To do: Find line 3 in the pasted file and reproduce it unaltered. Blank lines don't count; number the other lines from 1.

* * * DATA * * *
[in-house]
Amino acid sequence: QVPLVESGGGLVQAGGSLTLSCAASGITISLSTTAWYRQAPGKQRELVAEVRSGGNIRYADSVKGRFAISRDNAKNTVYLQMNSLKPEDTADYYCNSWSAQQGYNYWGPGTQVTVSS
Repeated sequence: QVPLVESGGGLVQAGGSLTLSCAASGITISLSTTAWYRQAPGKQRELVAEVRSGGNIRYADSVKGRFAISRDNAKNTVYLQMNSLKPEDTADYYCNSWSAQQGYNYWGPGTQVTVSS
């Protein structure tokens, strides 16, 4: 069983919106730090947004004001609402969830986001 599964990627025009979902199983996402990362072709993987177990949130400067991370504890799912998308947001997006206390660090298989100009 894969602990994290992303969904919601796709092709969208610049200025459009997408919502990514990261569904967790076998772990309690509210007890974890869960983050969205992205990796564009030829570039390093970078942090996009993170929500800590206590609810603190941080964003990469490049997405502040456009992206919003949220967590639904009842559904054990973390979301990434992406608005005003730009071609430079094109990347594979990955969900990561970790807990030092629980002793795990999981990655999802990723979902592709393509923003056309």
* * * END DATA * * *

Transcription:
Repeated sequence: QVPLVESGGGLVQAGGSLTLSCAASGITISLSTTAWYRQAPGKQRELVAEVRSGGNIRYADSVKGRFAISRDNAKNTVYLQMNSLKPEDTADYYCNSWSAQQGYNYWGPGTQVTVSS